Berthelot’s pipit (Anthus berthelotii) is named after Sabin Berthelot, a French naturalist who lived on the Canary Islands (2). It is the smallest of the Holarctic pipit species, but despite its small size it has a relatively long bill and tail (4).
The plumage of Berthelot’s pipit is not particularly striking, being mainly brownish-grey on the upperparts and uniformly whitish underneath. However, the breast is clearly streaked with thin, short lines of dark grey-brown (2) (4). There are also grey-brown streaks across the crown (4). The eye of Berthelot’s pipit is surrounded by a whitish ring (2) (4), while the ear-coverts are pale and framed by a broad brown-grey stripe behind the eye (4).
The male and female Berthelot’s pipit look very similar and are almost impossible to tell apart just by looking at the plumage (2) (3) (4). Juvenile Berthelot’s pipits resemble the adults, but with some small differences. For example, the streaks on the crowns of juveniles are slightly broader, darker and more defined than in the adults, while the back and rump tend to have more of a reddish-brown tinge. In addition, the streaks on the underparts of juvenile Berthelot’s pipits are spot-shaped rather than stripy (4).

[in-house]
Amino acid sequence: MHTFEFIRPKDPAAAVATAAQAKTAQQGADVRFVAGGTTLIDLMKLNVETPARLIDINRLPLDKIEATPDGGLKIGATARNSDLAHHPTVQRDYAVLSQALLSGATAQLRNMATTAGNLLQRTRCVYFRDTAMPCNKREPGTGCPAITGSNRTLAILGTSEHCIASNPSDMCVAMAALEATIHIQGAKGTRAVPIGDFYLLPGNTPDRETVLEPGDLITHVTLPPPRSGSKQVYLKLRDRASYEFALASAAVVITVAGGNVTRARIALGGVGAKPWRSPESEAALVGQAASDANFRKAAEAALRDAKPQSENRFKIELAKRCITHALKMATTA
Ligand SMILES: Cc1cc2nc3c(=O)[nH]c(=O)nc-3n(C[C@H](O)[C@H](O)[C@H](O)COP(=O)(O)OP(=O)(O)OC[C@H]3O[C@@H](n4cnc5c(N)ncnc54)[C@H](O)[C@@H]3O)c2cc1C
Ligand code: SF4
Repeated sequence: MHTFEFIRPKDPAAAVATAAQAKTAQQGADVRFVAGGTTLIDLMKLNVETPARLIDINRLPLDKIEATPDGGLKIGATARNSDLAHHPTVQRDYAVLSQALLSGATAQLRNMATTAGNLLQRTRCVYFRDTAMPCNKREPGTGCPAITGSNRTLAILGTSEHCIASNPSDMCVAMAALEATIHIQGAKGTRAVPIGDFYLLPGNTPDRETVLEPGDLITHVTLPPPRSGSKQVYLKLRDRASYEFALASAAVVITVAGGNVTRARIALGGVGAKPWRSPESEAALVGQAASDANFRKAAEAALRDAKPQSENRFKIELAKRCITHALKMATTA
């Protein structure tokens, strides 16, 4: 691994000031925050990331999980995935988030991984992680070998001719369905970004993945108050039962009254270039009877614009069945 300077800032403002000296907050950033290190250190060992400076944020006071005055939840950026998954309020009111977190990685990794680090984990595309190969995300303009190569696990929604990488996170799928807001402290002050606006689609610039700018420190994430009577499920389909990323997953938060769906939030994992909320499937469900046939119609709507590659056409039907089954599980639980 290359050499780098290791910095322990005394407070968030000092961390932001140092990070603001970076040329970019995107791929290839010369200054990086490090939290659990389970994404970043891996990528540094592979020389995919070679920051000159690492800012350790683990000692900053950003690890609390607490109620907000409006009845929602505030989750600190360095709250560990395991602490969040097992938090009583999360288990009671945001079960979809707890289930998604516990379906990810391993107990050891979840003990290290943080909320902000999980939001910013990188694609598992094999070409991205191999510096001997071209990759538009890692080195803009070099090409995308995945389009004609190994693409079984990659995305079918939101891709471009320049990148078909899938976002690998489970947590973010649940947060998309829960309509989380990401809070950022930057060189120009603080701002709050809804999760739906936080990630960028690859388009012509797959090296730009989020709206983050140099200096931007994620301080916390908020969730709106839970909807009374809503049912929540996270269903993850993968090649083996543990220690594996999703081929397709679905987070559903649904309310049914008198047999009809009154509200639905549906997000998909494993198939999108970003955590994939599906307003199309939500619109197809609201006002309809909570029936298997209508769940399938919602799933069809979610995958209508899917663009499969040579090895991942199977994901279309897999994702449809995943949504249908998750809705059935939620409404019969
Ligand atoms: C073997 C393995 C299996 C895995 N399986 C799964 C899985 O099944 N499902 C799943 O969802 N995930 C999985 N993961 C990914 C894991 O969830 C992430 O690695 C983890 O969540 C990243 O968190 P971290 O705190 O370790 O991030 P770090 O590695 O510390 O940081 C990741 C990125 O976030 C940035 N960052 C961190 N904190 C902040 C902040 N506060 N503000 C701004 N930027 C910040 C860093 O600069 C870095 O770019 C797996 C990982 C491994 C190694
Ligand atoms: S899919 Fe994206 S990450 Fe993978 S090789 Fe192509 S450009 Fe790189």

Berthelot’s pipit performs its chattery song in flight, using a simple two-syllable note which sounds like ‘tsivrr’ (2) or ‘tzirlee’ and is repeated monotonously every second or so (3). The main call of Berthelot’s pipit has been described both as a ‘schrip’ (2) and a single ‘tchelee’ sound. The call is performed either in flight or on the ground, and is shorter and more explosive than the species’ song. Other calls produced by Berthelot’s pipit have been described as a short ‘chup’ and a rather nasal-sounding ‘cheep’ (3).
- Length: 13 - 16 cm (2) (3)
- Wingspan: 21 - 24 cm (3)